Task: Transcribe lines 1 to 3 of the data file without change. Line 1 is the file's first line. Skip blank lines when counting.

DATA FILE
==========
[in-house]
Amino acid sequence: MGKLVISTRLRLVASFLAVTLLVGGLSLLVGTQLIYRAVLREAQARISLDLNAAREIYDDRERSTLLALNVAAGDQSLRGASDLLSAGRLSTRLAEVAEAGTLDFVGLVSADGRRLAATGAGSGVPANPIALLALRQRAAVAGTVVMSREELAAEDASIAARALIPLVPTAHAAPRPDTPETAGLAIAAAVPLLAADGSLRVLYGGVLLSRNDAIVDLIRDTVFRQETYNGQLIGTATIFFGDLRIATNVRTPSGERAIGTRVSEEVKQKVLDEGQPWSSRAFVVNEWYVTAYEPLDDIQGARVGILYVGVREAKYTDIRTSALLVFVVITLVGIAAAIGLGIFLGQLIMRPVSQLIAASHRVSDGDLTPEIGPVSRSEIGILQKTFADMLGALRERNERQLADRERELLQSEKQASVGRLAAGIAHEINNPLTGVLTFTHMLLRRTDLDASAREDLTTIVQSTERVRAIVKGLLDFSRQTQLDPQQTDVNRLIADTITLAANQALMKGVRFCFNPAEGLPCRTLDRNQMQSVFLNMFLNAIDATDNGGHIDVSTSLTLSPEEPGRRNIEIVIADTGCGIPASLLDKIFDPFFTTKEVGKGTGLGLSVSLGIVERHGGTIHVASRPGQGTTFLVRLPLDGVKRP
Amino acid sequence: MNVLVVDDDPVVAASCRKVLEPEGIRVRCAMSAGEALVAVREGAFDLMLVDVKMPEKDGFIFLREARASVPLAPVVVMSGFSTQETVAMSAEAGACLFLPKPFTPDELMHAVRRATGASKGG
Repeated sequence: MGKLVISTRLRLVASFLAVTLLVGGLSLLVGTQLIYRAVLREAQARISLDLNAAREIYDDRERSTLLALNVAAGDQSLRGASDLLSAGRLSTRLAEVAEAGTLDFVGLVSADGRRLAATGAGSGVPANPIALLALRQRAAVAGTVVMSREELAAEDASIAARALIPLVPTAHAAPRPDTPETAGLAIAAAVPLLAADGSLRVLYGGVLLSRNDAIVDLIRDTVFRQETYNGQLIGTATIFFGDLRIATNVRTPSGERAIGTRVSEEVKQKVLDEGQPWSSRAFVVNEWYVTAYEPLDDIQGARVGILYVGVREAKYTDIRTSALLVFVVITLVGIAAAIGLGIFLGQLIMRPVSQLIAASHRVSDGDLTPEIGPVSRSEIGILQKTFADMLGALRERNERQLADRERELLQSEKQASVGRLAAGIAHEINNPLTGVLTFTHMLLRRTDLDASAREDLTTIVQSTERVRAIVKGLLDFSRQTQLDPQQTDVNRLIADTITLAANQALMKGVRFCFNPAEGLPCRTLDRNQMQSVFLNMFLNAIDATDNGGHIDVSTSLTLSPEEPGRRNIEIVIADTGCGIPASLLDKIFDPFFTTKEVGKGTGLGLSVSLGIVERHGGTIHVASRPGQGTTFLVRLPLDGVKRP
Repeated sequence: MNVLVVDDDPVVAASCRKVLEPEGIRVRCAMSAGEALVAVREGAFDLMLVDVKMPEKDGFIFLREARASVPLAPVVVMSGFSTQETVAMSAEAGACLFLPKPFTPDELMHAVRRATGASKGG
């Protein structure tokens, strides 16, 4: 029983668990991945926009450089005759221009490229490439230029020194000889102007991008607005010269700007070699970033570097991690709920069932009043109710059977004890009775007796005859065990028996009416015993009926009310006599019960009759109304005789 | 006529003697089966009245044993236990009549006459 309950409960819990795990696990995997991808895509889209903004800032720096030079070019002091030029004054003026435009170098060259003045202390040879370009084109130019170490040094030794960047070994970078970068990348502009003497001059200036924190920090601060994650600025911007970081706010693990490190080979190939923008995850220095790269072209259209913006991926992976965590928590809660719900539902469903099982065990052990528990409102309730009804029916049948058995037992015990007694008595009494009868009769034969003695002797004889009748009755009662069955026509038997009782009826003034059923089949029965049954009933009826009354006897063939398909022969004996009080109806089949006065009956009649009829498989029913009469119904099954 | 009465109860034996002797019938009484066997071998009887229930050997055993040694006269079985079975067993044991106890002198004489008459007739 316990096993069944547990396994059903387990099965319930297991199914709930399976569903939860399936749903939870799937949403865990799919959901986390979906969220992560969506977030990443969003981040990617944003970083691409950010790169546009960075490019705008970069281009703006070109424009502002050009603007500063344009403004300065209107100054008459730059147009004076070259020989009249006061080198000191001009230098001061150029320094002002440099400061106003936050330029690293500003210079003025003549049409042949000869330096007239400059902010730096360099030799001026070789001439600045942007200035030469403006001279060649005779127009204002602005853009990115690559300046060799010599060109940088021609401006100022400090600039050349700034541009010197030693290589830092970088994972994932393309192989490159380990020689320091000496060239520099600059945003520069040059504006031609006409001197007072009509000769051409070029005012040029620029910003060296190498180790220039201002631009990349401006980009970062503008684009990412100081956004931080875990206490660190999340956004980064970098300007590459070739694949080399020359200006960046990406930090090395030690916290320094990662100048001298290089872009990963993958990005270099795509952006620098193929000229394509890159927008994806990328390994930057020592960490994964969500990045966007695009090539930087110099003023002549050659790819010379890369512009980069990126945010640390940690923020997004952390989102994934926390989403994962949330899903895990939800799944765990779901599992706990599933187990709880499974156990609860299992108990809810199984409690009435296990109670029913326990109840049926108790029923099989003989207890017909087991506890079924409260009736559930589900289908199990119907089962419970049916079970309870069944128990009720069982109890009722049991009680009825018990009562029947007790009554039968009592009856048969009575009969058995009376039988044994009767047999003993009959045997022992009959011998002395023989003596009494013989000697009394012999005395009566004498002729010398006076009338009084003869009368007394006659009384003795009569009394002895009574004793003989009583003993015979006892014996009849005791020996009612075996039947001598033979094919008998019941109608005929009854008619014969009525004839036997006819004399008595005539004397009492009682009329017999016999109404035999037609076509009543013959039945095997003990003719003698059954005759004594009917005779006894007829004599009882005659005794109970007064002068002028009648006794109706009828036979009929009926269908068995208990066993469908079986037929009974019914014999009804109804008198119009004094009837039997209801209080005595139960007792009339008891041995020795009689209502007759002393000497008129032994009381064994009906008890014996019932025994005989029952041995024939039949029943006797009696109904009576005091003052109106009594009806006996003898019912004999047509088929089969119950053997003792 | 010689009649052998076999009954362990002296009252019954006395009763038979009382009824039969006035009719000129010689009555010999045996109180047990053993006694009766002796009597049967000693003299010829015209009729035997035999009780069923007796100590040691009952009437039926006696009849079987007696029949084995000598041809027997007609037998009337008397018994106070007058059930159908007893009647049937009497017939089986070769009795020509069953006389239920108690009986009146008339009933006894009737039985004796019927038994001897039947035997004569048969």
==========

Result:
[in-house]
Amino acid sequence: MGKLVISTRLRLVASFLAVTLLVGGLSLLVGTQLIYRAVLREAQARISLDLNAAREIYDDRERSTLLALNVAAGDQSLRGASDLLSAGRLSTRLAEVAEAGTLDFVGLVSADGRRLAATGAGSGVPANPIALLALRQRAAVAGTVVMSREELAAEDASIAARALIPLVPTAHAAPRPDTPETAGLAIAAAVPLLAADGSLRVLYGGVLLSRNDAIVDLIRDTVFRQETYNGQLIGTATIFFGDLRIATNVRTPSGERAIGTRVSEEVKQKVLDEGQPWSSRAFVVNEWYVTAYEPLDDIQGARVGILYVGVREAKYTDIRTSALLVFVVITLVGIAAAIGLGIFLGQLIMRPVSQLIAASHRVSDGDLTPEIGPVSRSEIGILQKTFADMLGALRERNERQLADRERELLQSEKQASVGRLAAGIAHEINNPLTGVLTFTHMLLRRTDLDASAREDLTTIVQSTERVRAIVKGLLDFSRQTQLDPQQTDVNRLIADTITLAANQALMKGVRFCFNPAEGLPCRTLDRNQMQSVFLNMFLNAIDATDNGGHIDVSTSLTLSPEEPGRRNIEIVIADTGCGIPASLLDKIFDPFFTTKEVGKGTGLGLSVSLGIVERHGGTIHVASRPGQGTTFLVRLPLDGVKRP
Amino acid sequence: MNVLVVDDDPVVAASCRKVLEPEGIRVRCAMSAGEALVAVREGAFDLMLVDVKMPEKDGFIFLREARASVPLAPVVVMSGFSTQETVAMSAEAGACLFLPKPFTPDELMHAVRRATGASKGG